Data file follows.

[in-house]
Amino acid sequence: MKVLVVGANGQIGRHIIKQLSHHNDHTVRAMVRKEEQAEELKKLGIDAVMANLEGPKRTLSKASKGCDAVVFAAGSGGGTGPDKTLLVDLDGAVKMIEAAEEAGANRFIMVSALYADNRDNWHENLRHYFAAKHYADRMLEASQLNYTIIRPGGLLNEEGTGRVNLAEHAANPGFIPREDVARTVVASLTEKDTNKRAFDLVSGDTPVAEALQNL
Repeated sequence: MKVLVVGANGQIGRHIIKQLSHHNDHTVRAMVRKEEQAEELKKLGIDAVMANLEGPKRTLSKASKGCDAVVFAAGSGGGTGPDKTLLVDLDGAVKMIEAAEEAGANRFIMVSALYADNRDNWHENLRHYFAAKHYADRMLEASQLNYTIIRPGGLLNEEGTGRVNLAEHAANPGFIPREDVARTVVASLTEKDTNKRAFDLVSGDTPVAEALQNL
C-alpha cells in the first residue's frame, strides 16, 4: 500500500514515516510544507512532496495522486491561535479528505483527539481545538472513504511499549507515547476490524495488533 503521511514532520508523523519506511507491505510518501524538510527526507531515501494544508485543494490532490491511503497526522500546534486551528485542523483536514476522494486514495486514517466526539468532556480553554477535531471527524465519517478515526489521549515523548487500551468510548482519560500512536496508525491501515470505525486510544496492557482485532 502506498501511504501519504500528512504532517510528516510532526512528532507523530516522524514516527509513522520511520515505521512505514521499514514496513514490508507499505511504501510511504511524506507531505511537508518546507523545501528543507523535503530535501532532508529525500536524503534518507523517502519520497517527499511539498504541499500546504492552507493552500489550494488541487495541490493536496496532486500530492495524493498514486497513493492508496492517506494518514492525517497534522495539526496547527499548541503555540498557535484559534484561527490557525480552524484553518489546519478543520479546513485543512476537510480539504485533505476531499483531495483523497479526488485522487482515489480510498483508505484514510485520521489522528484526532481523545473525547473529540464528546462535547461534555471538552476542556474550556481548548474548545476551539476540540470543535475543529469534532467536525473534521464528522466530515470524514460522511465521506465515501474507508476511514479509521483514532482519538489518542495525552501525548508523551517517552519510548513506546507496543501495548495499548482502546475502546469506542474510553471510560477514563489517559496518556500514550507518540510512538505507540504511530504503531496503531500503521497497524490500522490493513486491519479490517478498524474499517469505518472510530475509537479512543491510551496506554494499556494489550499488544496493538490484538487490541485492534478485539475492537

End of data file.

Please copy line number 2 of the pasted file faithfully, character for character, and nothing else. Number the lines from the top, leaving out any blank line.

Amino acid sequence: MKVLVVGANGQIGRHIIKQLSHHNDHTVRAMVRKEEQAEELKKLGIDAVMANLEGPKRTLSKASKGCDAVVFAAGSGGGTGPDKTLLVDLDGAVKMIEAAEEAGANRFIMVSALYADNRDNWHENLRHYFAAKHYADRMLEASQLNYTIIRPGGLLNEEGTGRVNLAEHAANPGFIPREDVARTVVASLTEKDTNKRAFDLVSGDTPVAEALQNL